Property as subtext
The longing to own a house by the side of the road is one of the oldest of humanity's stories. Perhaps for this reason it also functions as subtext in much of our literature, and now provides the momentum for Andre Dubus III's outstanding new novel, House of Sand and Fog.
"In my country, there is an old belief that if a bird flies into your home, it is an angel who has come to guide you . . ."
The speaker here is Colonel Behrani, formerly of the Iranian Air Force, now owner of a bungalow on a California hillside. But that's no angel in his house -- she's Kathy Nicolo, a recovering addict, who believes that the Colonel's bungalow rightfully belongs to her. Actually, through an error at the county tax office, she's right. But the Colonel, who bought the house legally at auction, is also right. Each side of the ensuing property dispute sees the other through the lens of its own culture.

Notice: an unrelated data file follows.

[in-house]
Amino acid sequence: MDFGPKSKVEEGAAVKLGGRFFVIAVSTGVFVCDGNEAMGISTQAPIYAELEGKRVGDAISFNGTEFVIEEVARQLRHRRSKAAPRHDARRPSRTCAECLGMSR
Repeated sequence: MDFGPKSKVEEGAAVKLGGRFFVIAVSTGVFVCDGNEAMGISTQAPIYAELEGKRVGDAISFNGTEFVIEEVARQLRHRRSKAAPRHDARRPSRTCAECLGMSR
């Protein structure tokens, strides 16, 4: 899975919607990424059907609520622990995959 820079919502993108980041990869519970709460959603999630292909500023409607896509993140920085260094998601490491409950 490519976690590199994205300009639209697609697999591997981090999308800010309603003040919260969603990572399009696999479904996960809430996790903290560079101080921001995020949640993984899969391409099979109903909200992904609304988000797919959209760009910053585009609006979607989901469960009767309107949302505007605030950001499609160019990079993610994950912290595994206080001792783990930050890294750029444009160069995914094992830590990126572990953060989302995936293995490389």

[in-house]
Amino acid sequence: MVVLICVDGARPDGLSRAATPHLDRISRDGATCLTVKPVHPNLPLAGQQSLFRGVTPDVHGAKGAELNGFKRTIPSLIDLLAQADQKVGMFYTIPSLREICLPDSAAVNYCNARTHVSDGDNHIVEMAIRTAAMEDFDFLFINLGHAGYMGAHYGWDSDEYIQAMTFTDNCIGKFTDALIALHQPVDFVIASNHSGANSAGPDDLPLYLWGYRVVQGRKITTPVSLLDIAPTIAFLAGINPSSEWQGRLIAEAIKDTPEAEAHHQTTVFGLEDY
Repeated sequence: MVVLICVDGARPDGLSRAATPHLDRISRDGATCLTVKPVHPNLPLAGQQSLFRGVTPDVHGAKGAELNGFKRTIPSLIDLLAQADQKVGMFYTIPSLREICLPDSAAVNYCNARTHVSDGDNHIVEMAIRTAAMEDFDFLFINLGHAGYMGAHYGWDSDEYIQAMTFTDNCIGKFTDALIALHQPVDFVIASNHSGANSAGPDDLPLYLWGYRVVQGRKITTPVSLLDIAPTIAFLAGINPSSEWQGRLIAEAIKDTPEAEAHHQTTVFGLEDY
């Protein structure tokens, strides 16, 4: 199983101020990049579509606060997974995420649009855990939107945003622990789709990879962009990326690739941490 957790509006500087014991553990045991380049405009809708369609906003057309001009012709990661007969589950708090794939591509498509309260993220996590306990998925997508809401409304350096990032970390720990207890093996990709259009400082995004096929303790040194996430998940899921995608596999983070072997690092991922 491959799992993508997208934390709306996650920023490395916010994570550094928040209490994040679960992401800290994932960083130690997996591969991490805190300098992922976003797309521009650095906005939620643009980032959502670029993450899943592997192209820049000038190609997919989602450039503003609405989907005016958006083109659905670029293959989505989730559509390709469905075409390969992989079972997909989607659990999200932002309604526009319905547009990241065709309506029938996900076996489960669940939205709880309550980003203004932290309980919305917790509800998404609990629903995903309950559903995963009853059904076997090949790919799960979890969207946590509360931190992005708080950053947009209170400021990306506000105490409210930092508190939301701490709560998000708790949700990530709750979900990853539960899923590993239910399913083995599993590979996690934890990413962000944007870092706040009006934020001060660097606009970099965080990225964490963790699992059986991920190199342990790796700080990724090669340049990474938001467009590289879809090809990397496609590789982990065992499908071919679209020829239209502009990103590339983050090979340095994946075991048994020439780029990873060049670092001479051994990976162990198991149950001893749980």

Americans, the Colonel thinks, spend far too much time in the "pale blue glow" of television, and thus ". . . have eyes of very small children who are forever looking for their next source of distraction, entertainment, or a sweet taste in the mouth." To Kathy and her deputy sheriff boyfriend, the Colonel's proud and graceful Iranian family, though U.S. citizens, are "Arabs" too far from home, "sitting on stolen property."
One of the many strengths of this story is that most of its characters come to understand the point of view of the others at least briefly. But each, through circumstance, personality, and culture, is locked into a pattern of behavior which he or she is helpless to change. Dubus's ability to inhabit characters across culture and gender is stunning.
What's at stake here, Dubus suggests, is far more than property. As this collision of cultures and good intentions gone wrong spirals into tragedy, there's a sense of inevitability like that at the end of an ancient Greek play. In our grieving for the fates of these people, we recognize ourselves, our dreams and flaws, as well as those of our own culture.
James William Brown is the author of Blood Dance (Harcourt Brace).